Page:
Now you can control who sees what in the Exchange Online GAL

Companies who have gone through a merger often need to have separate Global Address Lists (GAL) per company, with functionality that allows users to see only other appropriate users.

Schools often need different views of the GAL for subsets of users within the same organization – restrict students’ access to GAL to avoid misuse.

To mirror the GAL segmentation functionality available in on-premises Exchange Server, Address Book Policies (ABP) have added to Exchange Online in Office 365 – and there are a few things to notice:

  1. the ABP features are only available to customers with Office 365 for Enterprise (‘E’ plans) and Education (‘A’ plans). We are not making ABPs available to small business (P Plan).
  2. this feature to allows you to create custom additional Address Lists (ALs), Global Address Lists (GALs), Offline Address Books (OABs), as well as ABPs within your tenant. So even if you don’t use ABPs, you can add additional custom Address Lists to your tenant if you so choose.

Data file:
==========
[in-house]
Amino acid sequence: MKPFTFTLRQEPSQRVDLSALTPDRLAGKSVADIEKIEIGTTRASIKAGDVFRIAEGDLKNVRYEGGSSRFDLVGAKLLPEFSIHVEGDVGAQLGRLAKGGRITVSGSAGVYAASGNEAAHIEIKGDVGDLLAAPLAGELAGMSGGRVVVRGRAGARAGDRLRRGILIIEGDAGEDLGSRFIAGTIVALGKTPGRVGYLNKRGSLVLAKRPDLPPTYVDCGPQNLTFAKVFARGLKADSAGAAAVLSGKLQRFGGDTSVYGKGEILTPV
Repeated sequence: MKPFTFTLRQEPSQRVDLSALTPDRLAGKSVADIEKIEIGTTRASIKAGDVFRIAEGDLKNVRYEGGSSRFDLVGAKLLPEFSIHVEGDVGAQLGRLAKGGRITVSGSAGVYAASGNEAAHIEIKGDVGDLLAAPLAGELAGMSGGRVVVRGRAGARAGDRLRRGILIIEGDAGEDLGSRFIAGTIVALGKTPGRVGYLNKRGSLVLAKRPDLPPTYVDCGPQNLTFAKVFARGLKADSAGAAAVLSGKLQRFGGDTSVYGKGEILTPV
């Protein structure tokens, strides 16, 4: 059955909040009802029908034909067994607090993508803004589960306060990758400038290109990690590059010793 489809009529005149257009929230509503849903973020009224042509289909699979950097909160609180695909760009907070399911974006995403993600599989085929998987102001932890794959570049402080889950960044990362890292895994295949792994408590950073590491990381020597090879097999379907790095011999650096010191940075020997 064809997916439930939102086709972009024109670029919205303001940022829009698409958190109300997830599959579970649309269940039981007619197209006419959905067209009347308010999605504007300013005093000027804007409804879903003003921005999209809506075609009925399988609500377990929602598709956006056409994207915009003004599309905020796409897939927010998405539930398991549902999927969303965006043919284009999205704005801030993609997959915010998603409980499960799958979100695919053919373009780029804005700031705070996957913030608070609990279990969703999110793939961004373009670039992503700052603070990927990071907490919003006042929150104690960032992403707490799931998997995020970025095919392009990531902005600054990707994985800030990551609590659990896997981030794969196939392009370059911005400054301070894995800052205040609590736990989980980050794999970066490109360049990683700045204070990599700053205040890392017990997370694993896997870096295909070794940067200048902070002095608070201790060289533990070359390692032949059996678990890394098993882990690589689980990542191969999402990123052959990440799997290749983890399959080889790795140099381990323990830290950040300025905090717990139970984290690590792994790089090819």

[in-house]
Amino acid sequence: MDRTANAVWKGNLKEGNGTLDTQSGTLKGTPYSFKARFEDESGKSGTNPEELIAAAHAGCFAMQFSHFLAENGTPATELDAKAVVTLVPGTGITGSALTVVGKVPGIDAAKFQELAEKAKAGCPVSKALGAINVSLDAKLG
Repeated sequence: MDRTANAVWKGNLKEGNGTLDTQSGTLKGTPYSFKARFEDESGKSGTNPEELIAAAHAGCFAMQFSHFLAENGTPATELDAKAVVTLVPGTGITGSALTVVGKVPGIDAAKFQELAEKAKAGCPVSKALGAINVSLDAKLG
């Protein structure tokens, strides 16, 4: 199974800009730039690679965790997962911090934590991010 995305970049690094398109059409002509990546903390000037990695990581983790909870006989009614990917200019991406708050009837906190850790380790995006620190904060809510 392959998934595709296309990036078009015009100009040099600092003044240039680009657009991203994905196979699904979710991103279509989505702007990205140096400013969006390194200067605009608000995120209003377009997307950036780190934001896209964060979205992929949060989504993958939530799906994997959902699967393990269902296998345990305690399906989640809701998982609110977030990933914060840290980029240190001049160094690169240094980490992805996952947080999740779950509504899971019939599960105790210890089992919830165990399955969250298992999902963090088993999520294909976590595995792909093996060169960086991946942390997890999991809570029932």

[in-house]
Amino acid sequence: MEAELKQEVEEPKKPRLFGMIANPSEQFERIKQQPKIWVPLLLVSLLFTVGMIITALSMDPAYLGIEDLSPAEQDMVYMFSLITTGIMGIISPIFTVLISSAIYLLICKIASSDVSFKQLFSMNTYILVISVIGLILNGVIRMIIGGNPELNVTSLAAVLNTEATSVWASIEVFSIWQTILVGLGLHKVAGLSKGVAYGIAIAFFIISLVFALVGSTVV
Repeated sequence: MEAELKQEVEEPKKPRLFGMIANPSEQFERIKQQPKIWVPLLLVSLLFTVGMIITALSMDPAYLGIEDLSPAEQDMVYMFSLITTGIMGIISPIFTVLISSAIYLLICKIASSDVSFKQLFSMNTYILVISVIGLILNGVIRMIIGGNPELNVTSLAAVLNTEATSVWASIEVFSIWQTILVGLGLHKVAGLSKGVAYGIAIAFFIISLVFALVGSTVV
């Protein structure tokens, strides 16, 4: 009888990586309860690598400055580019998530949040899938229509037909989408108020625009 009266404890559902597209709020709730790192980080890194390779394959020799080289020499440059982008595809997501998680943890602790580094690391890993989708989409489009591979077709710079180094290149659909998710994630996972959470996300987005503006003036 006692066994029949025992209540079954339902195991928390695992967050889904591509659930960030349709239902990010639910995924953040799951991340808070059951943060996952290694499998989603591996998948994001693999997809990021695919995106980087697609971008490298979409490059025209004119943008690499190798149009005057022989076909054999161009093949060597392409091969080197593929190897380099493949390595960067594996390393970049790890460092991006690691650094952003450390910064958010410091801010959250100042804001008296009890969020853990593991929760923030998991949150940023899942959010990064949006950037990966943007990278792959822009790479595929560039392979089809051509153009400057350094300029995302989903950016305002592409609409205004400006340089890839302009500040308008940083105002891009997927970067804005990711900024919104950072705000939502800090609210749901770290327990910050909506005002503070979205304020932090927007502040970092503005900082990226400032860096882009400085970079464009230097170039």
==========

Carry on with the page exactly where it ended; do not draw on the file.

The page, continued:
For example, you could create an Address List containing all the users with mailboxes in Chicago, and have Outlook and Outlook Web App (OWA) show that additional Address List. You don’t need ABPs, just the smarts to create a new Address List (we still recommend using custom attributes for filtering as they are consistent on all the mail enabled objects).
  3. we are creating a limit to the number of ABPs and OABs you can create by default. These things all consume resources and when you are a tenant on a multi-tenant shared platform you have to ensure one tenant doesn’t consume all the available resources. One way of doing that is by restricting the number of objects or actions one tenant can take.
    The default for Office 365 for Enterprise customers is to allow 10 GALs, 10 OABs, 10 ABPs and 40 ALs.

See also

  • Address Book Policies, Jamba Jokes and Secret Agents – link
  • Exchange Online Service Description – link

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